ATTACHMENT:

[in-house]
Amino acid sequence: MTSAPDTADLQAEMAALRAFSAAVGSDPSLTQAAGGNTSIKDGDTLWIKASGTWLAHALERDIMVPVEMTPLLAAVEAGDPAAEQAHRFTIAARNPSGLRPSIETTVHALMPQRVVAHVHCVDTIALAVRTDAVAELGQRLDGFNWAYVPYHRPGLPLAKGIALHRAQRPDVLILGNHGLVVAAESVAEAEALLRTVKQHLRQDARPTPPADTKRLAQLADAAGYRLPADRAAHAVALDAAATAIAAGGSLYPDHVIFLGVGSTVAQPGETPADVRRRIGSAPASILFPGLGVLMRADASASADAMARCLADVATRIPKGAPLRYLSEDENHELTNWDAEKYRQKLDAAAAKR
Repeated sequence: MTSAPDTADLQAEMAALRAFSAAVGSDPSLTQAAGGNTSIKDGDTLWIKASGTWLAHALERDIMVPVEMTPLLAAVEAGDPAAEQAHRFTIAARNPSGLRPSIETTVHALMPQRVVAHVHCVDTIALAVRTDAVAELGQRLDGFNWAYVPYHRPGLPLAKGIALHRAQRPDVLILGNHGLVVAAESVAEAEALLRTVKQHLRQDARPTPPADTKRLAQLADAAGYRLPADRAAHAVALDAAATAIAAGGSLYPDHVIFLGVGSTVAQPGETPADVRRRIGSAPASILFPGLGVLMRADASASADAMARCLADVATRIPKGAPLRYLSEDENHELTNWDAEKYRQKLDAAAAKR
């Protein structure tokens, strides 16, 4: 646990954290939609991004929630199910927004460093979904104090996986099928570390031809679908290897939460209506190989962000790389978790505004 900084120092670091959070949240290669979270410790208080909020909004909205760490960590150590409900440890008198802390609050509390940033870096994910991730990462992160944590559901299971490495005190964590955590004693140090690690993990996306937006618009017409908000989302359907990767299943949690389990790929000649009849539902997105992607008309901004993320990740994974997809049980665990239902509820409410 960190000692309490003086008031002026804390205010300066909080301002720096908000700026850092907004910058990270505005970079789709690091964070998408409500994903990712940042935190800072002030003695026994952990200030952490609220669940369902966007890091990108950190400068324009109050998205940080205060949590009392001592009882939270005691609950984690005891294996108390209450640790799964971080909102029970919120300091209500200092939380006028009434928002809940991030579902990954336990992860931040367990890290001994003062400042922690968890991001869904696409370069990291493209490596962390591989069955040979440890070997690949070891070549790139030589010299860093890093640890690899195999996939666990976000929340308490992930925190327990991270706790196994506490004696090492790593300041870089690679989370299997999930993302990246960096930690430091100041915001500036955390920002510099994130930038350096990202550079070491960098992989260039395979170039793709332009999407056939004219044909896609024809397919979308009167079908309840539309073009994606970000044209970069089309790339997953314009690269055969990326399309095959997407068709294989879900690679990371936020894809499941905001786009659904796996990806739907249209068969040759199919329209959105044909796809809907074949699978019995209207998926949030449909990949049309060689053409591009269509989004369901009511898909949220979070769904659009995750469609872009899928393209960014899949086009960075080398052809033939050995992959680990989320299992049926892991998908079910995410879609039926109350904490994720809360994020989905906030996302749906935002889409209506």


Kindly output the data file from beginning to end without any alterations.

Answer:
[in-house]
Amino acid sequence: MTSAPDTADLQAEMAALRAFSAAVGSDPSLTQAAGGNTSIKDGDTLWIKASGTWLAHALERDIMVPVEMTPLLAAVEAGDPAAEQAHRFTIAARNPSGLRPSIETTVHALMPQRVVAHVHCVDTIALAVRTDAVAELGQRLDGFNWAYVPYHRPGLPLAKGIALHRAQRPDVLILGNHGLVVAAESVAEAEALLRTVKQHLRQDARPTPPADTKRLAQLADAAGYRLPADRAAHAVALDAAATAIAAGGSLYPDHVIFLGVGSTVAQPGETPADVRRRIGSAPASILFPGLGVLMRADASASADAMARCLADVATRIPKGAPLRYLSEDENHELTNWDAEKYRQKLDAAAAKR
Repeated sequence: MTSAPDTADLQAEMAALRAFSAAVGSDPSLTQAAGGNTSIKDGDTLWIKASGTWLAHALERDIMVPVEMTPLLAAVEAGDPAAEQAHRFTIAARNPSGLRPSIETTVHALMPQRVVAHVHCVDTIALAVRTDAVAELGQRLDGFNWAYVPYHRPGLPLAKGIALHRAQRPDVLILGNHGLVVAAESVAEAEALLRTVKQHLRQDARPTPPADTKRLAQLADAAGYRLPADRAAHAVALDAAATAIAAGGSLYPDHVIFLGVGSTVAQPGETPADVRRRIGSAPASILFPGLGVLMRADASASADAMARCLADVATRIPKGAPLRYLSEDENHELTNWDAEKYRQKLDAAAAKR
């Protein structure tokens, strides 16, 4: 646990954290939609991004929630199910927004460093979904104090996986099928570390031809679908290897939460209506190989962000790389978790505004 900084120092670091959070949240290669979270410790208080909020909004909205760490960590150590409900440890008198802390609050509390940033870096994910991730990462992160944590559901299971490495005190964590955590004693140090690690993990996306937006618009017409908000989302359907990767299943949690389990790929000649009849539902997105992607008309901004993320990740994974997809049980665990239902509820409410 960190000692309490003086008031002026804390205010300066909080301002720096908000700026850092907004910058990270505005970079789709690091964070998408409500994903990712940042935190800072002030003695026994952990200030952490609220669940369902966007890091990108950190400068324009109050998205940080205060949590009392001592009882939270005691609950984690005891294996108390209450640790799964971080909102029970919120300091209500200092939380006028009434928002809940991030579902990954336990992860931040367990890290001994003062400042922690968890991001869904696409370069990291493209490596962390591989069955040979440890070997690949070891070549790139030589010299860093890093640890690899195999996939666990976000929340308490992930925190327990991270706790196994506490004696090492790593300041870089690679989370299997999930993302990246960096930690430091100041915001500036955390920002510099994130930038350096990202550079070491960098992989260039395979170039793709332009999407056939004219044909896609024809397919979308009167079908309840539309073009994606970000044209970069089309790339997953314009690269055969990326399309095959997407068709294989879900690679990371936020894809499941905001786009659904796996990806739907249209068969040759199919329209959105044909796809809907074949699978019995209207998926949030449909990949049309060689053409591009269509989004369901009511898909949220979070769904659009995750469609872009899928393209960014899949086009960075080398052809033939050995992959680990989320299992049926892991998908079910995410879609039926109350904490994720809360994020989905906030996302749906935002889409209506």